Strange, very strange, is Grant's conduct after his election. He left the world. He went into a sort of retreat at Galena. He would see no party leaders. He ordered no letter sent to him. He would make no speeches. He disclosed his plans to no one. We can only guess his thoughts during this time by his acts following it. They were honest — and helpless. Evidently, he wished to govern without politics, as he had made war without politics. He wished to choose men as he had chosen generals — for their fitness as he judged [135] them. He did not perceive the vast difference: that war at once lays bare a soldier's fitness to the bone, while peace may hide incompetence and dishonesty for many years. As an illustration of Grant's total blindness to the proprieties of civil government, his choosing Mr. Stewart Secretary of the Treasury will serve. He very naturally thought so great a merchant would fill the place well. He appointed him without consulting him. The Senate confirmed the appointment. Then a law was discovered forbidding men in foreign trade to hold this position. Grant asked to have the law changed! But we will not dwell upon his many improprieties of administration — favouritism, too constant acceptance of presents, too great obstinacy in forcing his notions, invincible misunderstanding of the difference between a lieutenant general and a president. It may be said that, when he happened upon good [136] guides, such as Hamilton Fish, his acts were wise, as in the Alabama case, where he was as right as Sumner was wrong, or as in his courageous veto of the inflation bill in 1874. When he listened to thieves and impostors, as in the San Domingo matter, his acts were mistaken and dangerous. And, alas! unchanged from his childhood innocence revealed in the horse story, he remained such a mark for thieves and impostors that he came to sit in a sort of centre of corruption, credulous to the bitter end. For the end was the bitterest of all.

After his second term, when he had gone round the world, and met most of the great people in it, and returned man enough of the world to remark humourously that at Windsor Queen Victoria had been too anxious to put him at his ease, and after his unwilling candidacy for a third term had been frustrated,--after all his experience, he fell a dupe to a Wall Street gambler. He became a [137] special partner. His name was used to further a brazen scheme of thievery. Into the business he put a hundred thousand dollars, and drew two and three thousand a month income without wondering how such returns could be. When the crash came on May 6, 1884, it was inconceivable to the world at first that he was not guilty. Presently by his conduct and statements, by his making over to his creditor, Mr. Vanderbilt, all the property that he owned, and refusing Mr. Vanderbilt's generous attempts to give it back to him, the world recognised his innocence. Help was offered this ex-president who had not now enough money to pay the milkman. Most touchingly, a stranger, Mr. Wood, sent him instantly five hundred dollars, and soon five hundred more, as his share of the nation's debt to him. More elaborate attempts to assist him were begun, but he rejected them. And under the whole shock his body gave way. But [138] his spirit rose. He was asked to write war articles, and presently was able to pay Mr. Wood with the first-fruits of his pen. Then for weeks, sometimes in such torture from the cancer in his throat that drinking water was like swallowing molten lead to him, he fought death away while he wrote his memoirs. The tribute of the country in making him general once more on March 4, 1885, deeply pleased him; but he was shaken by it, and grew worse. Reviving, however, his vast will pushed on with the book, in order to leave something for his wife's support. He had no voice any more, but whispered his dictation, and wrote on days when he was strong enough. He held death away until the book was finished, and then gave death leave to come. In June he had been taken up the Hudson River to Mount McGregor, near Saratoga, from his New York house. His eyes followed West Point as the train passed by it. On [139] July 3 his old friend Buckner, of Donelson, came affectionately to bid him farewell; and he spoke of his happiness in the growing harmony between North and South. On July 9, in a trembling pencil, he wrote to Mr. Wood: “I am glad to say that, while there is much unblushing wickedness in this world, yet there is a compensating generosity and grandeur of soul. In my case I have not found that republics are ungrateful, nor are the people.” On July 23 he died. To pay his debts, he had so utterly stripped himself of all his trophies and possessions that there was not left a uniform to clothe his body or a sword to lay upon his coffin. To-day he rests in his tomb at Riverside. But his greatest visible monument is the book. Quite apart from its history, which here and there needs amendment, and quite independent of its masterly prose, it is a picture of a noble, modest, great heart. [140]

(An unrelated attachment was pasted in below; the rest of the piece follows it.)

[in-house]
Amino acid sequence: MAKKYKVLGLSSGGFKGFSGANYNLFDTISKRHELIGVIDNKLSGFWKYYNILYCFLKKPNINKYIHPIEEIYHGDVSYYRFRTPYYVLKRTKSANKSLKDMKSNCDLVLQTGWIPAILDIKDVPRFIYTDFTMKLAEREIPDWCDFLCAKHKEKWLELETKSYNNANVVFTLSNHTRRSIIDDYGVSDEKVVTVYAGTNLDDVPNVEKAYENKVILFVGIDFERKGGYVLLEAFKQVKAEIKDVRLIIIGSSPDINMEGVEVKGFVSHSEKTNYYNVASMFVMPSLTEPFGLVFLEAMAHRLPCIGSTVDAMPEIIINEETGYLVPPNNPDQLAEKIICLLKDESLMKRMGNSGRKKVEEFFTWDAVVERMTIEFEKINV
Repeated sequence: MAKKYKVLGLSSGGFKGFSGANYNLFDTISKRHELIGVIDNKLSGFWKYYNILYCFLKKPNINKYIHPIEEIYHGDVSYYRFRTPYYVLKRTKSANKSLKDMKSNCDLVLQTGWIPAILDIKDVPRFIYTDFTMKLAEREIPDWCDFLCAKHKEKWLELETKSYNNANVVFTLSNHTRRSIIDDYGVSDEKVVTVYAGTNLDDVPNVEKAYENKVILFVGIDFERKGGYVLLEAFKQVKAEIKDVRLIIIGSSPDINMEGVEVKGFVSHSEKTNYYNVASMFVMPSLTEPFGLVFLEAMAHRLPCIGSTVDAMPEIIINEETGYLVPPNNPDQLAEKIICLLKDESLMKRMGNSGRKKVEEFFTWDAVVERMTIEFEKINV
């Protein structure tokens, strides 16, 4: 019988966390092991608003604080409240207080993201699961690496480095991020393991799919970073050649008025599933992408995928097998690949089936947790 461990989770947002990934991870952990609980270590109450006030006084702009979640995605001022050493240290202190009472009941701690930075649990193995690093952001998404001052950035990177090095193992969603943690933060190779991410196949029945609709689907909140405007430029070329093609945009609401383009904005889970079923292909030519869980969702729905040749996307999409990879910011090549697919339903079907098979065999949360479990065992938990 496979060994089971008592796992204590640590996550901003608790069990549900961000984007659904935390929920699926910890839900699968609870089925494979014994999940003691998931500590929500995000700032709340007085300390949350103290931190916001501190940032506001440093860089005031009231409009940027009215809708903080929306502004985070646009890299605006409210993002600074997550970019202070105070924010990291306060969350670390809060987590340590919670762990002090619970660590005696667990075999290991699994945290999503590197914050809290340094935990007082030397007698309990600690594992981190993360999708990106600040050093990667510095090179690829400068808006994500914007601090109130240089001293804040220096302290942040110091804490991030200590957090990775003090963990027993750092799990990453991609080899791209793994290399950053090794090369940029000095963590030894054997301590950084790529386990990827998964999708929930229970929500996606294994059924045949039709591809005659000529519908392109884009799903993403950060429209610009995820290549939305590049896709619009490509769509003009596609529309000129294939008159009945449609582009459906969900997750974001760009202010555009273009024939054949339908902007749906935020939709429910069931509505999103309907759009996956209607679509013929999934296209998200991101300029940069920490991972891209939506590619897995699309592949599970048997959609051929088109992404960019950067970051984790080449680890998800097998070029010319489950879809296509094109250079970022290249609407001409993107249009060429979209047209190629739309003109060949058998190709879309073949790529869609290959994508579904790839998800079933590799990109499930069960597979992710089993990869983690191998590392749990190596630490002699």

As Lincoln asked Grant after Corinth, “How does it all sum up” Let poetry, which is the summing of all substance, reply :--

My good blade carves the casques of men,
     My tough lance thrusteth sure,
My strength is as the strength of ten,
     Because my heart is pure.